The role of the orchestra drummer on a cruise ship is an interesting one and unlike anything I had done before. Prior to working with Royal Caribbean, I was mostly involved in the “improvised music world” or reverse engineering electronic programmed drums to then play them myself when I was working with producers. Personally, I love improvising when I’m playing drums, and particularly when working with great improvisers on the band stand. So let me make this clear, the role of the orchestra drummer on board is not a creative one filled with improvising. With dense arrangements and production shows where the choreography is matched with your beats, it’s important you are a consistent player with attention to detail. For those of you who are considering auditioning for a position, or are just curious about what is expected, I have outlined what I believe are the 4 main pillars to assess before committing to the job.

  • ATTITUDE
  • SIGHT READING MUSIC
  • PLAYING TO A CLICK
  • VOCAB.

Of course there are a long list of other things I could write about including: Time management, Organisational skills, Leadership skills etc that I would highly recommend investing time into developing if you haven’t already in order to execute a successful contract. The point here is to address the 4 main ones and if you are feeling weak in one or more of these areas, really invest time into developing them before auditioning or taking a contract.

ATTITUDE: First and foremost is your attitude. If you aren’t a people person and can’t communicate well with your team or the headliners on board, you’re destined for a long and painful contract. This job requires a lot of flexibility on your instrument and being able to serve the music as best as you can. If you’re only interested in doing things your way, I suggest you look for another gig.

SIGHT READING MUSIC: This is a must. You will be given charts that are potentially decades old from headliners who have been doing the same show over and over. This means you will have pencil markings all over the charts, things crossed out, then written back in….then crossed out again! The point it is you got to be ready for anything on the page and be able to play it first time. Sometimes this includes performing it first time with a theatre full of guests. Generally there won’t be any real odd metre stuff other than user friendly 12/8, 6/8 and 3/4. Rarely do you get stuff in 5/4 even. In my experience the hardest things to read are the old torn up charts where you can’t see exactly what is needed and you got to play it first time (with tempo changes) and the musical director is on the other side of your music stand. If you can get through that, then you’re doing alright!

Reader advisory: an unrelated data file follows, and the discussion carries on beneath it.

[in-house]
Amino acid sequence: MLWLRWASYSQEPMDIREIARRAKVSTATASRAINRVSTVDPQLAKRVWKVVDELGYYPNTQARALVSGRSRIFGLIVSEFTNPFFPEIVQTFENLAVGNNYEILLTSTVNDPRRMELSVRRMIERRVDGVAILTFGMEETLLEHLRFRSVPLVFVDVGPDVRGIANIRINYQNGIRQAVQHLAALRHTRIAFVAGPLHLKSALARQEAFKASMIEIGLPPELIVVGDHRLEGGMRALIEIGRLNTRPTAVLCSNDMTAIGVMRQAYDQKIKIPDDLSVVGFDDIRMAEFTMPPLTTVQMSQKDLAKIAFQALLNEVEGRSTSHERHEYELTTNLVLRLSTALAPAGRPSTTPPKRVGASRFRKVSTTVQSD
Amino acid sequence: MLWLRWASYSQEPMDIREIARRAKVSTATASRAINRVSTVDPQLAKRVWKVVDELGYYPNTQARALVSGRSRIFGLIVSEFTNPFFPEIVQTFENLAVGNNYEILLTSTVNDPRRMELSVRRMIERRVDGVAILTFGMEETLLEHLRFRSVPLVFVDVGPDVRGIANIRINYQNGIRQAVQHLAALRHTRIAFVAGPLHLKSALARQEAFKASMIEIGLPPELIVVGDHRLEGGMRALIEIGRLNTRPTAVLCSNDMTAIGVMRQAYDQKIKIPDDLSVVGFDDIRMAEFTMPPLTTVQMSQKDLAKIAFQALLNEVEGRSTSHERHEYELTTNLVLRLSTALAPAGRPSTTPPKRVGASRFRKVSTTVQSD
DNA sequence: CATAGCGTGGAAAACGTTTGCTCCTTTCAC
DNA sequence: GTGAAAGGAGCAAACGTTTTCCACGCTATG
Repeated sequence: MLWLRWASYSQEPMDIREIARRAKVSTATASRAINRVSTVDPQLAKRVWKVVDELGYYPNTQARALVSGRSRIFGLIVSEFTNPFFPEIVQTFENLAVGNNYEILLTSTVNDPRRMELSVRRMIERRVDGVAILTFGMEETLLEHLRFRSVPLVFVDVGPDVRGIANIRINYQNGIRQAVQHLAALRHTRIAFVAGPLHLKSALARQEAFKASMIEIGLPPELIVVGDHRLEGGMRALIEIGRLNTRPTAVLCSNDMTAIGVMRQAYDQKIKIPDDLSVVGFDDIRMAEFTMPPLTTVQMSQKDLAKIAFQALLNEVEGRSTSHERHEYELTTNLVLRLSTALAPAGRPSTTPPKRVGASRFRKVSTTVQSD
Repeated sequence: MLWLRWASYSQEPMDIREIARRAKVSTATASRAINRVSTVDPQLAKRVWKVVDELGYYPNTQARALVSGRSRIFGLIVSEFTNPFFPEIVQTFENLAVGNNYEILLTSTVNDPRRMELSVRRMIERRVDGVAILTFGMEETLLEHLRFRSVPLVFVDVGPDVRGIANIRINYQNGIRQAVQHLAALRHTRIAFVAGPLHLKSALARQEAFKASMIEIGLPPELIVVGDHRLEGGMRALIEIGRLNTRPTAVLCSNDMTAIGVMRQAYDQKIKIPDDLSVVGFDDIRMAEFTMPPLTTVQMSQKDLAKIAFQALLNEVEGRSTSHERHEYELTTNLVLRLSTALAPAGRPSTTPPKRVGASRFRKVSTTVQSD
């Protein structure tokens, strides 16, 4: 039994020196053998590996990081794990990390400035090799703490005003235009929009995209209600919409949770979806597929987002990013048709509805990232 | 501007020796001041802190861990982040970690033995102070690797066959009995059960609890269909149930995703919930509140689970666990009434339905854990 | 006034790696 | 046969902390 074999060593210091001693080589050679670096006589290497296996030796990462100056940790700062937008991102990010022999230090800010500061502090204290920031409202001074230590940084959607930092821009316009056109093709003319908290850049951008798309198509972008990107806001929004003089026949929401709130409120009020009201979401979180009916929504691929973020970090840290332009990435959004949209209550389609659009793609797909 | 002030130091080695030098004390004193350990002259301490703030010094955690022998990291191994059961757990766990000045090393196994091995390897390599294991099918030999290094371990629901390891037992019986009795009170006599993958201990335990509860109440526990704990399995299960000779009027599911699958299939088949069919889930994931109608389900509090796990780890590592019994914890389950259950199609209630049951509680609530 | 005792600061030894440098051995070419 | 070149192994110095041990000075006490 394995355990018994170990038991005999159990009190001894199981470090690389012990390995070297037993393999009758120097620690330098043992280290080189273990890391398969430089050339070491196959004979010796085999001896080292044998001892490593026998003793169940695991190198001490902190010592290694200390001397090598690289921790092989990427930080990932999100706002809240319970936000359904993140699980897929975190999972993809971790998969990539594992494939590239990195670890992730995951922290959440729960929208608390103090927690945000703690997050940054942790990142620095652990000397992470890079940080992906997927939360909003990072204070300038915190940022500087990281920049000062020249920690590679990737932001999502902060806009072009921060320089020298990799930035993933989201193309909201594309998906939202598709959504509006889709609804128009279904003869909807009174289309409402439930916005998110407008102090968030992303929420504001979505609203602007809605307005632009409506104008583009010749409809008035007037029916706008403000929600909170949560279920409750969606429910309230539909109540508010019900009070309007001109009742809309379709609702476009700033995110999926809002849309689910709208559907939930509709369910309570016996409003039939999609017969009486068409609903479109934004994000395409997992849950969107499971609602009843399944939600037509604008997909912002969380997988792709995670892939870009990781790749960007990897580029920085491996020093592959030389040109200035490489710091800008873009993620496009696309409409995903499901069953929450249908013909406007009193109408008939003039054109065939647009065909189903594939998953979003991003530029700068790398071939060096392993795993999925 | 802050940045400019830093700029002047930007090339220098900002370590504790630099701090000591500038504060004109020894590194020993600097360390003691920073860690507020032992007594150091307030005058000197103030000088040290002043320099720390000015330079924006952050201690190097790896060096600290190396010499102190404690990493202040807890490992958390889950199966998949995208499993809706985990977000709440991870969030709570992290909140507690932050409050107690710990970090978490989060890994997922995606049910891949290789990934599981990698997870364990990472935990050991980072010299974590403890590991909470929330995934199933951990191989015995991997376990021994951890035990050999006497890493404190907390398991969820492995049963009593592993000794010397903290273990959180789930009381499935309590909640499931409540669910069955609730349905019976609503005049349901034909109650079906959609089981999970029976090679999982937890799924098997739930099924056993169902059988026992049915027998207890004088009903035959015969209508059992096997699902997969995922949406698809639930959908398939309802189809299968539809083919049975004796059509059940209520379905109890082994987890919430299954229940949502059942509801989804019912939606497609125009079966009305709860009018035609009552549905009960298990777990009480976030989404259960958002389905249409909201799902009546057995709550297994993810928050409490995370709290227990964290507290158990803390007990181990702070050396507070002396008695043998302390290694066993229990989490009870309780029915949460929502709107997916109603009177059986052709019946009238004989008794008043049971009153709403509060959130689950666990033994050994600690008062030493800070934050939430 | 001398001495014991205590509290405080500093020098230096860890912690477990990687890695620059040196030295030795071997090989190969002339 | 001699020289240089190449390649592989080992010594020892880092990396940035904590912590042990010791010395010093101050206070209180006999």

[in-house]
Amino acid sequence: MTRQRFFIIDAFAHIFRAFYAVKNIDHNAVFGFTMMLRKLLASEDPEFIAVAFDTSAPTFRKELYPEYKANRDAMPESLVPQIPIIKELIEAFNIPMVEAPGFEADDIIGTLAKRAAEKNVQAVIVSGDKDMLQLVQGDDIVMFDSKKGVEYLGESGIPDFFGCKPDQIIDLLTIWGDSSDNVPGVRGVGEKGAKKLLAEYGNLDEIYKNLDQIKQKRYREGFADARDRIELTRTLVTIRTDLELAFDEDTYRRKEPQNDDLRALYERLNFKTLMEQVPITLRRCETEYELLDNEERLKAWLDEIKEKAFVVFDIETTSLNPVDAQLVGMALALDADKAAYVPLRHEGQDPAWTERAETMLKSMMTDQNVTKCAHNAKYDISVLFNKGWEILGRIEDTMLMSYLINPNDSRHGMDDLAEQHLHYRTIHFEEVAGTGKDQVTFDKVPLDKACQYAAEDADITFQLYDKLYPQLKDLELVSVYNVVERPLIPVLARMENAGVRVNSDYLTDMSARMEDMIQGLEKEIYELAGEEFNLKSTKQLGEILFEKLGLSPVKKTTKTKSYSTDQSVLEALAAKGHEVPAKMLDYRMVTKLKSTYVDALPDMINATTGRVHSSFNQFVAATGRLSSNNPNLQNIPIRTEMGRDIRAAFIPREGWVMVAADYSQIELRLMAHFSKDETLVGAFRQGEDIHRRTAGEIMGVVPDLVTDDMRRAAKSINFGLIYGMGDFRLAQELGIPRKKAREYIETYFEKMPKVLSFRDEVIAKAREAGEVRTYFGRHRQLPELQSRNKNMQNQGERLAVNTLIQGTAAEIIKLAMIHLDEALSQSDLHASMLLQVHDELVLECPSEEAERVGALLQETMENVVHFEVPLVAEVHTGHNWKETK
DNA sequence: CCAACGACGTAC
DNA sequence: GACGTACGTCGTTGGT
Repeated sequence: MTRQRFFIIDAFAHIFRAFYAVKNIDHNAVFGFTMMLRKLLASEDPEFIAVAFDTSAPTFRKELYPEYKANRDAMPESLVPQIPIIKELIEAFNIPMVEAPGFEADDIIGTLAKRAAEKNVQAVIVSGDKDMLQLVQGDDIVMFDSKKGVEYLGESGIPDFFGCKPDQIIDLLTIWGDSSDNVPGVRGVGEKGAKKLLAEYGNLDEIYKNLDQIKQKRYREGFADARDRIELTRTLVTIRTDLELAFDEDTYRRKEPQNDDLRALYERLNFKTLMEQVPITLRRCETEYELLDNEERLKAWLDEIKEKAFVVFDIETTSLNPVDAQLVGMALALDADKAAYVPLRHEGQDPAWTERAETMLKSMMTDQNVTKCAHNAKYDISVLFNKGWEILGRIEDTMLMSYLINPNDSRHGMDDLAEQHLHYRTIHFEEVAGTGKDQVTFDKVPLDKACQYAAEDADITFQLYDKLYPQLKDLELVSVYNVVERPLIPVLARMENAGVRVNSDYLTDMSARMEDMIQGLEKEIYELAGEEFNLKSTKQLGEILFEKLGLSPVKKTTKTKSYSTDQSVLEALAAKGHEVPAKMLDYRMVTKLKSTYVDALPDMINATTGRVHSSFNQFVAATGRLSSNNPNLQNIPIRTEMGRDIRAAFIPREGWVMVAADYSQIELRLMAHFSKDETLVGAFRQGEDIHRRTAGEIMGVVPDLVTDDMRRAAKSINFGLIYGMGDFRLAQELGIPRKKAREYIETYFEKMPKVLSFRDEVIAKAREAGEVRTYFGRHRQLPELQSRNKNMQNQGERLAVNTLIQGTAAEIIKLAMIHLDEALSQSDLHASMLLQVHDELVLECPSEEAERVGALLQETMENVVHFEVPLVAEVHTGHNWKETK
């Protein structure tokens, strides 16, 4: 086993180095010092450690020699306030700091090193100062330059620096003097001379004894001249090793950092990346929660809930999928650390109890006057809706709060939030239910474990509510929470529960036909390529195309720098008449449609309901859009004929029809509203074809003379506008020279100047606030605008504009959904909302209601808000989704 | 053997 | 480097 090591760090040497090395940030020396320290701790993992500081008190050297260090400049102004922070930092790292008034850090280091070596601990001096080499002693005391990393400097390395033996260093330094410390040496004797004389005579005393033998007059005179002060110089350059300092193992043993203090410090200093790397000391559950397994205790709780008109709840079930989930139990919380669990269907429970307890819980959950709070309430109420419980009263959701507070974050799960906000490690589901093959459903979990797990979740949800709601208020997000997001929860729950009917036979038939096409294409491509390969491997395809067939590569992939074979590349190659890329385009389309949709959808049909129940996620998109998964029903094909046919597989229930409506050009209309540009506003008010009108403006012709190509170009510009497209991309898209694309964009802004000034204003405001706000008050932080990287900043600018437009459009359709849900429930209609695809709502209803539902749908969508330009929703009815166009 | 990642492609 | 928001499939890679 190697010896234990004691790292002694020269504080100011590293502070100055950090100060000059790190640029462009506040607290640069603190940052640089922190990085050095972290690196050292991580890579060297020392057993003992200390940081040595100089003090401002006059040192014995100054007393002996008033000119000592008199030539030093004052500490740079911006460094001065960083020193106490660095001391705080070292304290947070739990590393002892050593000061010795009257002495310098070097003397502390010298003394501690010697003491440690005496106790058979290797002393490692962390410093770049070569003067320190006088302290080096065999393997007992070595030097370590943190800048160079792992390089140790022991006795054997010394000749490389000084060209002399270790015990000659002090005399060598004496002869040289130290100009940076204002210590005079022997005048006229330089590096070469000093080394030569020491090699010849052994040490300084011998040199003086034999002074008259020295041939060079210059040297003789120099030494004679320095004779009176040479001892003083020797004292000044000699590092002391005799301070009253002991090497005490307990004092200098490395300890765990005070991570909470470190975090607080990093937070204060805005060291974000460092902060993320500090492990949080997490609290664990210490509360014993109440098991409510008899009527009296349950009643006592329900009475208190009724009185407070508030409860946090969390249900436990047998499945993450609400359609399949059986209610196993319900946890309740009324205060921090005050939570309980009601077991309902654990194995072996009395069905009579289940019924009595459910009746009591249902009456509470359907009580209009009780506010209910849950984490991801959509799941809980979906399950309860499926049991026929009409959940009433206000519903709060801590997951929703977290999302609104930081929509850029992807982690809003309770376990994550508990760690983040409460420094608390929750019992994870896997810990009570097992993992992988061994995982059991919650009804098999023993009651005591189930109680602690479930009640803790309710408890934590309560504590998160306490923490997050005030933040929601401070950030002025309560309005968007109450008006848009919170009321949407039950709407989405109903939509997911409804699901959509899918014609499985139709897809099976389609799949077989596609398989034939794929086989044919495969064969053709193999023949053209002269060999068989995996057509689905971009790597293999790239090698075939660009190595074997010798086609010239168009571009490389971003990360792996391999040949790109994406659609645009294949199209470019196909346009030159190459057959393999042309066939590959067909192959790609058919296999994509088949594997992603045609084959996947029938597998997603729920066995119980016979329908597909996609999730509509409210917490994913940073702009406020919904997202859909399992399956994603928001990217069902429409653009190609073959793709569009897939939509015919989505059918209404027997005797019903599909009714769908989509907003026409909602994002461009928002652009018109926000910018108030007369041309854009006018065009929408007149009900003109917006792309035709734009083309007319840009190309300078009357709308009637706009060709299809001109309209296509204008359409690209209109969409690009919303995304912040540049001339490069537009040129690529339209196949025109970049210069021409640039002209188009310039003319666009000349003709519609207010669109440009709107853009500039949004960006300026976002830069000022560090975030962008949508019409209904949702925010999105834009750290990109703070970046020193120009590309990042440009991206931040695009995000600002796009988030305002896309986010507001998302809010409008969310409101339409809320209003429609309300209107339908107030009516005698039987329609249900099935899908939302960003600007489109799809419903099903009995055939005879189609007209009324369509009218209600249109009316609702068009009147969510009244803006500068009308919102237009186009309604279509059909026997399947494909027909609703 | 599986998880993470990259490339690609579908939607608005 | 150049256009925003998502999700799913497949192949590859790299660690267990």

PLAYING TO A CLICK: The production shows are generally accompanied by tracks which means you will be playing to a click. Sometimes the headliners will use tracks too so if you aren’t solid with a click (with tempo changes too), it’s not going to be a fun gig. It’s important you couple this with your sight reading skills because it’s your job to be able to sight read the music to the click and also appropriately set up the transitions and form etc. This can be a lot to digest for a new hire but is just the role of the drummer.

VOCAB: You will be required to play in a number of varying context e.g: Production Shows, Big Band, Small Ensembles, Headliner Shows etc. Each of these requires a different approach to the drums. Sometimes is fast latin stuff. Sometimes is very quite brush playing. More often than not this gig requires you to play strong and lead the band with your groove and form execution. The key things I would suggest are to work on your world grooves, funk grooves and big band playing. If you can nail these (solo over them, play comfortably at all dynamic levels and comfortably groove at various tempos) then you’ll be respected by your Musical Director and colleagues on board.

I can honestly say it never crossed my mind to play on cruise ships and I didn’t really think it was for me. This is now my second contract with Royal Caribbean and I am very pleased with my job. Like anything it has it’s perks and it’s issues, but overall it’s a very fulfilling job. More will be revealed with new post but this seems long enough for those wanting a little taste of what the position entails. Hope I’ve helped paint the picture a little better and if you got specific questions you want answered, don’t hesitate to get in contact and I’ll see if I can help out.

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